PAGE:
Dallas' Jennie Kelley, who lends her talented vocal chords to the mammoth ensemble Polyphonic Spree, this week saw her run of self-generated culinary good fortune run out on Fox's MasterChef program. And she was done in by a catfish. Well, a catfish platter to be exact. A fried catfish platter to be even more picayune about it.
But when City of Ate caught up with the ever ebullient Kelley in her downtown Dallas loft, she had nothing but fond memories of the Gordon Ramsay-led show that most people ruefully refer to as kitchen "boot camp."
You lasted pretty darn far into what was a brutal competition. Yeah, there are only 12 more contestants left. I was cut out in episode nine.
What were your high points in terms of show experiences? Definitely getting my apron, meaning that out of literally tens of thousands of other contestants to try out nationwide, I was one of the top 18 semi-finalists to get one of those aprons. It was also so great to hang out and becoming tight with so many of the other contestants, starting with the two others from Texas -- Ben Starr from Lewisville and Alvin Schultz from Houston. I mean we all ended up spending July 4th together. That's how tight we got.
So how did you finally get eliminated? The season winner from last year had done a cookbook, and we were all assigned to duplicate quite precisely one of her cookbook's recipes. It was a fried catfish dish with sides of coleslaw and sweet potato fries.
Why was that so challenging? Because we had to nail everything about what she did right, starting with how she fried her catfish, how she got it so crisp, what kind of batter she used. There were so many variables involved in the coleslaw, starting with the different cabbages you can use. She ended up using Brussels sprouts. And all we could do was get one taste of each of the elements before then trying to imitate it perfectly. It was not about our interpretation of the dish but our precise imitation of it.
What was the point of this challenge? In a professional kitchen, oftentimes the executive chef, who has originated the dish, is not there, so if you are a line cook or a sous chef, you have to know how to make the same dish with the same consistency every time. It was all about setting up a situation as if you were cooking in a professional restaurant.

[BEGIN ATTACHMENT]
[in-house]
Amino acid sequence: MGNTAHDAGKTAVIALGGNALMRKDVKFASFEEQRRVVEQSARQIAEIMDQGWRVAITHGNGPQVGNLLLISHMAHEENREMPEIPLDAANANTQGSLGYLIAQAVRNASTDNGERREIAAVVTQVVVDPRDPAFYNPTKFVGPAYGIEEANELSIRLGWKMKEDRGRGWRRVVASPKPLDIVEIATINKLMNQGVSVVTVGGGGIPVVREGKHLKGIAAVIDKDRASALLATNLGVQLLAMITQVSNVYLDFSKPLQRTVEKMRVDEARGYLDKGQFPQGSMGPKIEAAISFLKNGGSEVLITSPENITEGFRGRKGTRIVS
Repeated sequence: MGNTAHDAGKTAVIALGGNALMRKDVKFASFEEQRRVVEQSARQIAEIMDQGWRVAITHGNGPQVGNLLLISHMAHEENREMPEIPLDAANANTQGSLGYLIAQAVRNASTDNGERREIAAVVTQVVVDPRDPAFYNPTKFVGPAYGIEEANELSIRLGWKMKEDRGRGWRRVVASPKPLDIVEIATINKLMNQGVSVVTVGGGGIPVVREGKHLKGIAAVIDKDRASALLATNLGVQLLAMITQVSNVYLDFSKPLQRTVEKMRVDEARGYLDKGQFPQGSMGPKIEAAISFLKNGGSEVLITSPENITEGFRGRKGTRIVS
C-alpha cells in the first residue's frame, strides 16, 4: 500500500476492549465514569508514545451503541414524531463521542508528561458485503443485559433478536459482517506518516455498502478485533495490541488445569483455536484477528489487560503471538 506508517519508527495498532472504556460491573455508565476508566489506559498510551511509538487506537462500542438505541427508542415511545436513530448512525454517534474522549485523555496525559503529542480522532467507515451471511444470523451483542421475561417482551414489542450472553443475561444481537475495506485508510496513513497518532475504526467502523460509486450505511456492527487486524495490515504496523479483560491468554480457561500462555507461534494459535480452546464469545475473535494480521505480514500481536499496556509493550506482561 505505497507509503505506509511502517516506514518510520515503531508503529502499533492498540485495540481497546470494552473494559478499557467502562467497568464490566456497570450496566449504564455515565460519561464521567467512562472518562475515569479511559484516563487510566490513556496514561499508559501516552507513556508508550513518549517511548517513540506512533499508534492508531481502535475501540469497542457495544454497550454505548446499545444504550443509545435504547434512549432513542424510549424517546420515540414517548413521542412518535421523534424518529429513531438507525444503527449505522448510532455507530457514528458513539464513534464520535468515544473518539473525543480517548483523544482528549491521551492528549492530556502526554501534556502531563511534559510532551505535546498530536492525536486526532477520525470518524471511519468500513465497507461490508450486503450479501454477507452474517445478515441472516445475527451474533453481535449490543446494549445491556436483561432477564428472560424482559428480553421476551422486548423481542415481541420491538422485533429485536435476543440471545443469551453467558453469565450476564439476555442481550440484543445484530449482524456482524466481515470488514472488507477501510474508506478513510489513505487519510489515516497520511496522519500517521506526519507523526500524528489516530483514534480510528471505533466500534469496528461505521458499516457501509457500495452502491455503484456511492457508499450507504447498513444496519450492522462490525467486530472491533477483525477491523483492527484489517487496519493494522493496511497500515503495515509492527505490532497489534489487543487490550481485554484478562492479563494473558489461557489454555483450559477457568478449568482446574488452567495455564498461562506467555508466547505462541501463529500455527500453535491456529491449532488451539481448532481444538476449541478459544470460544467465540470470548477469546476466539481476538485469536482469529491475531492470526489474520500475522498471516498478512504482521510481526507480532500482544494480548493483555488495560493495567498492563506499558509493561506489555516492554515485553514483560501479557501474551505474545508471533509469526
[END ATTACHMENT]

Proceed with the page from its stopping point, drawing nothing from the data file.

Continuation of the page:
Seems simple enough... The difficult thing for me was that though I live in the South, that kind of Southern cooking is not the kind of cuisine I tend to cook. I just have a different flavor profile and so that led to various hiccups in my cooking process.
Such as? Well, there were many variables when it came to frying -- as in should it be deep frying or shallow frying? My catfish ended up being a bit too crispy on one side. The original coleslaw had a dill tartar sauce that I definitely messed up as I put in so many capers that it ended up being very salty.
As you were leaving the show, and on-camera, you received some encouraging words from the show's resident toughie, Gordon Ramsay. On the show, you can see that he tells me very earnestly to 'Keep cooking, you've got something special,' and to not stop here.
Looking back, you had some culinary high points to remember fondly? I made a savory salmon tart that all the judges really loved. It was definitely one of my highlights. I was the only one to use phyllo dough as the base for the tart while everyone else concentrated on the salmon as the main ingredient. I chose to use the salmon as the tart's topping. It was really inventive and stood out.
What else did the show teach you about yourself and how you can handle being in the pressure-filled world of a kitchen? I realized that I worked well with pretty much everyone, that I'm a team player. And that I have quite a long fuse in those situations. Finally, I was able to keep my cool, retain my thick skin, while being barked at in the kitchen. I just realized that I couldn't take it personally and that we all had to get used quite fast to being yelled at. We knew that we would all go out and have a cold beer after it was over and laugh about what went on. We then would be ready to start a new day.
What are your post-MasterChef plans now? Though I haven't left the Spree, I am now officially actively involved in the culinary world. I have a food blog that I'm very proud of. It's called theperfectlastbite.com. I'm looking forward to incorporating more video elements into the blog as MasterChef gave me a bit of an on-camera bug. I'm freelancing as a food-stylist, and I'm learning all those tricks of the trade to get a steak or an omelet or a cocktail totally ready for camera. And I'm starting a secret supper club. Right now, it's only in my loft, but I hope to rotate it among various people's houses and even invite various MasterChef chefs to be guests on it.
Would you recommend that other chefs participate in something like MasterChef? For the amateur, home cook who wants to push away from just being in their home kitchen and see how far they can go, it is a fantastic experience. For those possible future contestants, I would strongly recommend that they practice more at home with a timer, so they can see what they can accomplish in only 60 minutes. And they should also practice plating, because when there are only two minutes left and you haven't plated, well you should be thinking about plating the entire time.
Sounds like you would give MasterChef four stars as an experience? It was definitely a food boot camp and tough, but I wouldn't change a thing about my time with it.
(Ben Starr from Lewisville is the last remaining Texan on MasterChef, which airs Mondays and Tuesdays at 8 p.m. on Fox. The finale will air the week of August 15.)
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